We would have had mixed feelings if the bill passed. We wanted more protections for both surface owners and mineral owners than what was included in the bill. But we also have mixed feelings that it failed, as we might have been able to build on what was in the bill in future years.
Our hope is that if the bill comes back again, which we expect that it will (read more here and here), that we can get more surface owner provisions included, and that its proponents will try to get a comfortable majority of legislators to support it by moving the balance of the bill more toward the mineral owners and away from industry.
Another part of our message to legislators throughout the stakeholder process and in public hearings regarding the forced pooling bill was that if they were going to pass forced pooling for the industry, they also need to implement the recommendations of the Horizontal Well Act studies to help surface owners. These recommendations include measuring the minimum distance that well work could be from homes from the “limit of disturbance” (edge of the well pad), rather than from the center of the well pad. The following are additional recommendations from researchers at WVU that should be adopted with regard to noise, dust, and other air emissions from horizontal drilling sites:
• Fence-line monitoring for these parameters
• Measurable emission standards for these parameters that can be adjusted using Best Available Control Technology (BACT)
• Short and long-term health studies of citizens living near Marcellus wells
We still need implementation of these study recommendations. In addition we would also want legislation that would reverse the trend of split estates and give surface owners a chance to own the minerals beneath their land. Our bill granting preference to surface owners at mineral tax sales cleared one committee (the House Energy Committee) for the first time this year but was not taken up by the House Judiciary Committee where it was also assigned.
Legislature Amends Aboveground Storage Tank Act
We alerted you a couple of time during the session about efforts to weaken the Aboveground Storage Tank Act, which was passed unanimously last year in the wake of the Freedom Industries chemical leak.
Throughout the session, WV-SORO worked with our allies in the environmental community to improve the bill that seemed destined to pass this Legislature. Our ad-hoc coalition was successful in garnering support for a couple amendments that that increased the frequency of DEP’s required inspections of Level 1 tanks from every 5 years to every 3 and strengthened requirements regarding tank owners’ responsibility to share information with water utilities. Unfortunately, another amendment that would have tightened up a potential loophole for tanks to be determined in compliance with the Act under weaker standards was not adopted.
Thank you to all who made your voice heard through emails, calls, and/or visits to the Capitol and opposed these rollbacks with us. Your voices made a difference. The bills that were introduced at the beginning of the session were much worse than the bill that finally passed. Sometimes victory means defending against an even worse defeat.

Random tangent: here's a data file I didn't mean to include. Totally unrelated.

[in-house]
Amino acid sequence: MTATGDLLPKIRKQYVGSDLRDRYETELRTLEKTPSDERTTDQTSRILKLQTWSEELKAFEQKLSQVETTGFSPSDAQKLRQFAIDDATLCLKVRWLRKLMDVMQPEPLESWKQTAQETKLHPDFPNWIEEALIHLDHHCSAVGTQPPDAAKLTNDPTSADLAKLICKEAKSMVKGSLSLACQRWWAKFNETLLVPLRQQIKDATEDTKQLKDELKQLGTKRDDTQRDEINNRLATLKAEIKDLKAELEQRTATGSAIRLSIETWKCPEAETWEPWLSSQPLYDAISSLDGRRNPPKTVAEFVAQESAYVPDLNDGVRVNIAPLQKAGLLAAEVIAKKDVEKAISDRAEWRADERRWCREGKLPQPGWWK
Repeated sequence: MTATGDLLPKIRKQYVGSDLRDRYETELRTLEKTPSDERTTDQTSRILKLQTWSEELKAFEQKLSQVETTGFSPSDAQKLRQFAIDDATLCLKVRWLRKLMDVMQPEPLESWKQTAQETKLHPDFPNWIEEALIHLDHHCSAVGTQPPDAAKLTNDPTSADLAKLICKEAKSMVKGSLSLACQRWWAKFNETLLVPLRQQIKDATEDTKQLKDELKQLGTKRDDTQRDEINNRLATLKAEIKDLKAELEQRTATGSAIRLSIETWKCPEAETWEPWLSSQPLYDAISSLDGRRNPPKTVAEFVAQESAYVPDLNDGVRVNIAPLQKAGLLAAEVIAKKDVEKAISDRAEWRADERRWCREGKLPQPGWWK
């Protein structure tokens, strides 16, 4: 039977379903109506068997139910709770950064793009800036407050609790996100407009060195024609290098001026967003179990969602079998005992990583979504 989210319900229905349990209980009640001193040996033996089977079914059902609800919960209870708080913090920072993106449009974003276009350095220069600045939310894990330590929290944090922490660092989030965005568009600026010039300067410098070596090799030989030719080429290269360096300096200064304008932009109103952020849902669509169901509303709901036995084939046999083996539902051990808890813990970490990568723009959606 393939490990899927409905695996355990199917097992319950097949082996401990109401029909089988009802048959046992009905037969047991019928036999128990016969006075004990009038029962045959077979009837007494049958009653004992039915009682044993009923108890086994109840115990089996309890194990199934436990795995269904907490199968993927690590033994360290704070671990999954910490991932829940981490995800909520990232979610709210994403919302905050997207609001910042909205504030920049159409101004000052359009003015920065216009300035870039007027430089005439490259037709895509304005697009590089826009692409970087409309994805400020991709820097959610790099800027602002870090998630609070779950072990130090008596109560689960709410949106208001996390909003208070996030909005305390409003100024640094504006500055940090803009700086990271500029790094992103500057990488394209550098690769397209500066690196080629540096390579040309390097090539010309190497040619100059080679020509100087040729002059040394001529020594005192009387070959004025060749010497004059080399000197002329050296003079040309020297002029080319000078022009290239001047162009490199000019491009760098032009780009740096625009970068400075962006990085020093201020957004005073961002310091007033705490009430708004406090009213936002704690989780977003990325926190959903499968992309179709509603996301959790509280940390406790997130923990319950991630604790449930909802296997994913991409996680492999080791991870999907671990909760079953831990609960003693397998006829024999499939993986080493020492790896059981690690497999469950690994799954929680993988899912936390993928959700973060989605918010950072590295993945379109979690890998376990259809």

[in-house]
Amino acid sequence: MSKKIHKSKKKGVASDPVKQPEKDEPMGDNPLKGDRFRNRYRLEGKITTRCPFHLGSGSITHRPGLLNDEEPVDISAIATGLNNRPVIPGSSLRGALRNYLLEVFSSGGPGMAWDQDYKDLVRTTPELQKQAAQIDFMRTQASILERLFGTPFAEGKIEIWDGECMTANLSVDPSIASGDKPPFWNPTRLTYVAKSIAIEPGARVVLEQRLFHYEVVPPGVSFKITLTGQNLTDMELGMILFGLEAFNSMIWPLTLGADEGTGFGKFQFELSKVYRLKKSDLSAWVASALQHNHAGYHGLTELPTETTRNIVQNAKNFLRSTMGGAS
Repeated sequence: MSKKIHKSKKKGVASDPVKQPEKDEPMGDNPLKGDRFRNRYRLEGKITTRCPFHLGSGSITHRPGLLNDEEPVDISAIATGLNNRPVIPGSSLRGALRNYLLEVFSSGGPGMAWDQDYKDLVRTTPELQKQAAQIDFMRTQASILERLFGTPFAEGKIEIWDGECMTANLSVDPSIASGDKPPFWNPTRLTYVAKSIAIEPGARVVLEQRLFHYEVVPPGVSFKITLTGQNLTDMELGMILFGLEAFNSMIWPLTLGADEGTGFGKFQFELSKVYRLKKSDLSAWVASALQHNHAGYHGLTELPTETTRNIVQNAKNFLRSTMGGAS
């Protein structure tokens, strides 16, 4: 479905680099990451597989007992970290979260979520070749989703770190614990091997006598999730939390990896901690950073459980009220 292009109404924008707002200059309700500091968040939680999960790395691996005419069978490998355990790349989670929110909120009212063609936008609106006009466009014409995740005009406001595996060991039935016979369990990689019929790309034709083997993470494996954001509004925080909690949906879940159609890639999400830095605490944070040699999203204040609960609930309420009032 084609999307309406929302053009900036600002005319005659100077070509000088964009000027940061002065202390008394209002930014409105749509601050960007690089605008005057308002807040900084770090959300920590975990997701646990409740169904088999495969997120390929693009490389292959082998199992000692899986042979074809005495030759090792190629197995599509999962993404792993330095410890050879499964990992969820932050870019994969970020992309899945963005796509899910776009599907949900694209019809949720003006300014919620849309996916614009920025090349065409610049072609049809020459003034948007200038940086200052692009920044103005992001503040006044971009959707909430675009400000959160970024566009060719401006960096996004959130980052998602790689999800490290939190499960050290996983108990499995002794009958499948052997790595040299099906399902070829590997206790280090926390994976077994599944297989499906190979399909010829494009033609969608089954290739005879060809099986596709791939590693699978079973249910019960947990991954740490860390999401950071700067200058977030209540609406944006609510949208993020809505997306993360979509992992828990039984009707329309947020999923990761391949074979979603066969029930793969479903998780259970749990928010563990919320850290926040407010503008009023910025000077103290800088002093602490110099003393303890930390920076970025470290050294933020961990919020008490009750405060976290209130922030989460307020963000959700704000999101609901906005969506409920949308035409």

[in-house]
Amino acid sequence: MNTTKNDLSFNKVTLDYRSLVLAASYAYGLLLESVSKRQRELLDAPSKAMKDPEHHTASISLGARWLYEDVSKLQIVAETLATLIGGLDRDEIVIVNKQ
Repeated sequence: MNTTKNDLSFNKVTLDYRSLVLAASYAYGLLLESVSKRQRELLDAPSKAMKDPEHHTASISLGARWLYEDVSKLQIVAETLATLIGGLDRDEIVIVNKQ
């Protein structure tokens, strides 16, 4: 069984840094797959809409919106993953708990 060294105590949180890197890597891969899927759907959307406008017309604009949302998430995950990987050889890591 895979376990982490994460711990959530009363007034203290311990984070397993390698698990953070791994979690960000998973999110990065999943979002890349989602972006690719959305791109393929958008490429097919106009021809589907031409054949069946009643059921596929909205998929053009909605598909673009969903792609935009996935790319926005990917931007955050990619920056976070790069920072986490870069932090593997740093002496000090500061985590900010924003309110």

Environmental Quality Board Rules in Injection Well Appeal; Hearing Planned on New Permits
Last year WV-SORO joined the Natural Resources Defense Council (NRDC), the Plateau Action Network (PAN) and local landowners in asking the state to shut down a problem waste disposal site in Fayette County, which has a history of violations. On Wednesday, the WV Environmental Quality Board (EQB) ruled that the Department of Environmental Protection (DEP) violated the law by allowing the Danny Webb Construction to operate the well without a permit. In it’s decision, the EQB has given the DEP 30 days to reissue a permit for the site or cease operations (read more here and here).
Although the decision is positive in requiring DEP to follow the law requiring operators of these sites to have permits, the EQB entirely ignored our arguments about the risks the site poses to water quality, and the health and safety of community. Danny Webb Construction has applied for permit renewals and a public hearing is schedule for later this month (more details and background below). Area residents are concerned about the continued operation of the well and are circulating a petition to halt the issuance of new permits for the site. You can support their efforts by signing the petition here.
Public Hearing, Tuesday, April 21, 2015 at 6PM
The West Virginia Department of Environmental Protection (DEP) is proposing to issue two new permits to Danny Webb Construction Inc. to operate two oil and gas wastewater injection wells at the North Hill site in Lochgelly. The waste operation has been the site of numerous serious violations in past years.
DEP will be holding a public hearing to allow members of the public to comment on the proposed permits on Thursday, April 21, 2015. The hearing will be held at the Oak Hill High School auditorium at 350 West Oyler Avenue, Oak Hill, West Virginia. The hearing will occur from 6PM to 8PM. Members of the public will likely have 3-5 minutes to speak, but can take less time.